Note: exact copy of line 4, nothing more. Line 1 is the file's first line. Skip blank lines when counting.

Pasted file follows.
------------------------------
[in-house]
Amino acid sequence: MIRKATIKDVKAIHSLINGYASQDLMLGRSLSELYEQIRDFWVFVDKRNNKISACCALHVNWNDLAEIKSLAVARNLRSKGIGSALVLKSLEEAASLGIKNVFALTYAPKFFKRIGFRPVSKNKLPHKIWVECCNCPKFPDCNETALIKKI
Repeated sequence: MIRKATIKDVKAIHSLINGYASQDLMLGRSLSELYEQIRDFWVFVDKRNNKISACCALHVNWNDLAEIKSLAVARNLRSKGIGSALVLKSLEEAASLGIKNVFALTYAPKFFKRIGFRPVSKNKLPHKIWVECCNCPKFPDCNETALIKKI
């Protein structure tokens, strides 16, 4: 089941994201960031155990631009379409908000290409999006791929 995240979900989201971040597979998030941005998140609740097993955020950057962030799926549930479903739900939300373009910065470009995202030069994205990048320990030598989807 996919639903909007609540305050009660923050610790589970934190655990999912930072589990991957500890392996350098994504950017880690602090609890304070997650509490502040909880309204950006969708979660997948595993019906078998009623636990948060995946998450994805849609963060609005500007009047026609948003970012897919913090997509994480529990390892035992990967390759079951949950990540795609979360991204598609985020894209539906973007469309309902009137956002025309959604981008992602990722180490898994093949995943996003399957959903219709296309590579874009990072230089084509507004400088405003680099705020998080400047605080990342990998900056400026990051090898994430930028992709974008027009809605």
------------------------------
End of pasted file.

């Protein structure tokens, strides 16, 4: 089941994201960031155990631009379409908000290409999006791929 995240979900989201971040597979998030941005998140609740097993955020950057962030799926549930479903739900939300373009910065470009995202030069994205990048320990030598989807 996919639903909007609540305050009660923050610790589970934190655990999912930072589990991957500890392996350098994504950017880690602090609890304070997650509490502040909880309204950006969708979660997948595993019906078998009623636990948060995946998450994805849609963060609005500007009047026609948003970012897919913090997509994480529990390892035992990967390759079951949950990540795609979360991204598609985020894209539906973007469309309902009137956002025309959604981008992602990722180490898994093949995943996003399957959903219709296309590579874009990072230089084509507004400088405003680099705020998080400047605080990342990998900056400026990051090898994430930028992709974008027009809605």